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Livestock ship hit by wave in Typhoon, 2 Aussie and 2 Kiwis feared among dead.

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Tragic story in re a 11,000 tonne livestock ship..'Gulf Livestock One'  hit by a big wave in China Sea during Typhoon, mid week. 43 crew on board and 6,000 cattle enroute from NZ. Only one survivor, the Filipino Chief Officer rescued.  Two Aussies and two New Zealanders feared dead.  One of the missing is a young Aussie Veterinarian from Mt Isa who trained at James Cook Uni at Townsville with my granddaughter, although in a different year. The Student Vets at James Cook University are a close knit community and my granddaughter knew him.  Sad times for his family and friends.

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Edited by NSWP

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Not good news, but what was the captain thinking sailing into a typhoon.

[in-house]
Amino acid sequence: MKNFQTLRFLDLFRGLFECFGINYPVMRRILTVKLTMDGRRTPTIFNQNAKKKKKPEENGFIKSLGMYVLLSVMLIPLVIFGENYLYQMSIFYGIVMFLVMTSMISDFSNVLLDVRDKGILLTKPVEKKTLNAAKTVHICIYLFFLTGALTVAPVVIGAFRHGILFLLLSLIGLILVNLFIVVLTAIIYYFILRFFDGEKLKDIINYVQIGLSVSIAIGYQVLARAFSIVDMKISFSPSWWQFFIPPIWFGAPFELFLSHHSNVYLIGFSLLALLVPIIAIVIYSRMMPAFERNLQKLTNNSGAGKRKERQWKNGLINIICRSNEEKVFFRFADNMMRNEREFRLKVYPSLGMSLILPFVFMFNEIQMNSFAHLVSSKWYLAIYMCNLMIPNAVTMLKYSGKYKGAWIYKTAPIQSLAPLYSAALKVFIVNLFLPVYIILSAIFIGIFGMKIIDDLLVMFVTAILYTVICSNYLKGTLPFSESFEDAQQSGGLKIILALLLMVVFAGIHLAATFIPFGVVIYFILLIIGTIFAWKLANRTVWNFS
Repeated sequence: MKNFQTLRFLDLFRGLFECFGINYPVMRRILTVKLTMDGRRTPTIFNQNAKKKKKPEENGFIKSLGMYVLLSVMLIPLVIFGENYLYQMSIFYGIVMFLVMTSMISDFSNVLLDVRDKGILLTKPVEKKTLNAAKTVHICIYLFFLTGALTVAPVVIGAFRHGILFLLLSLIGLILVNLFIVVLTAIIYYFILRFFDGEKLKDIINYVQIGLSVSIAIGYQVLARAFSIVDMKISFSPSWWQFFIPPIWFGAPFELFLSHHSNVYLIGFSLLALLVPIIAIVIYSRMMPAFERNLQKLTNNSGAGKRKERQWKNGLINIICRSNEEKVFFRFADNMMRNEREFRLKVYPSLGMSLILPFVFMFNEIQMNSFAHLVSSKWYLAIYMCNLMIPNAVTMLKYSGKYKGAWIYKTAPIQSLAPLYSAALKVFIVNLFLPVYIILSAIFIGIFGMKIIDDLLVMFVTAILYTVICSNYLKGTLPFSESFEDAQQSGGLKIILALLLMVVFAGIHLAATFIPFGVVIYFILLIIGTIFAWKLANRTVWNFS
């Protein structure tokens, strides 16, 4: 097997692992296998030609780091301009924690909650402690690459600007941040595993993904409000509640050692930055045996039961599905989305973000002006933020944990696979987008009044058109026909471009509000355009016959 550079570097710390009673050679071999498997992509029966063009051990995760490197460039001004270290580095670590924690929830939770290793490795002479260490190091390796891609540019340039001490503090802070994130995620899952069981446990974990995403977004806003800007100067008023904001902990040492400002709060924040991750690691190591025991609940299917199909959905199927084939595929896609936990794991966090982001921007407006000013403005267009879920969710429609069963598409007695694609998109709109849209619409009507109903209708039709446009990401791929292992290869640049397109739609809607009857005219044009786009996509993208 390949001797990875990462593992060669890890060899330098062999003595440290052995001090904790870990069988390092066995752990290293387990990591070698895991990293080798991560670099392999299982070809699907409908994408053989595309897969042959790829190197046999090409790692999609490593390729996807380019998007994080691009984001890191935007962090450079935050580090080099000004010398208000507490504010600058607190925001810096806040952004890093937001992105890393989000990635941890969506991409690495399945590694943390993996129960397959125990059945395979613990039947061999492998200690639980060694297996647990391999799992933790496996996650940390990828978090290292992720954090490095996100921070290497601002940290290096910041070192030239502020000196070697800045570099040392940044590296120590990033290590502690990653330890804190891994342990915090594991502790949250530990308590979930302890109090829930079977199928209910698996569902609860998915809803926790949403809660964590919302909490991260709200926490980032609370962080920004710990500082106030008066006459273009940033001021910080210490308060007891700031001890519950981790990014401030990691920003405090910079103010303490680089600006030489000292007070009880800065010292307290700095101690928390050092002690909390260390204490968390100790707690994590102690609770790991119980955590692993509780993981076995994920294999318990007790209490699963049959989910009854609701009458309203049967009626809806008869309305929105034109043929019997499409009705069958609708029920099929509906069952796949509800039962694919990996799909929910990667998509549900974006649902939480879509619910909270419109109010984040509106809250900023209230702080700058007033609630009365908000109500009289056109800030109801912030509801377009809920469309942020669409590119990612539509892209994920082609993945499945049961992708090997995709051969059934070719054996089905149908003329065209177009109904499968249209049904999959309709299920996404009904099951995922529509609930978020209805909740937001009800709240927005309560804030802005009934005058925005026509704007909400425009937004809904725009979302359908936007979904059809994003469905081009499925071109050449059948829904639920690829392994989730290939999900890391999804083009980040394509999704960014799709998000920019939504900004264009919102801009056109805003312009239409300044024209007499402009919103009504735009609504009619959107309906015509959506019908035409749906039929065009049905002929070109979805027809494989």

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8 minutes ago, NSWP said:

Tragic story in re a 11,000 tonne livestock ship hit by a big wave in China Sea during Typhoon, mid week. 43 crew on board and 6,000 cattle enroute from NZ. Only one survivor, a Filipino crewman rescued.  Two Aussies and two New Zealanders feared dead.  One of the missing is a young Aussie Veterinarian from Mt Isa who trained at James Cook Uni at Townsville with my granddaughter, although in a different year. The Student Vets at James Cook University are a close knit community and my granddaughter knew him.  Sad times for his family and friends.

Reports are just coming in of a second person having been recovered.

Details are very sketchy at this time. The seas are still very rough.

 

 

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1 hour ago, Bowm54 said:

Reports are just coming in of a second person having been recovered.

Details are very sketchy at this time. The seas are still very rough.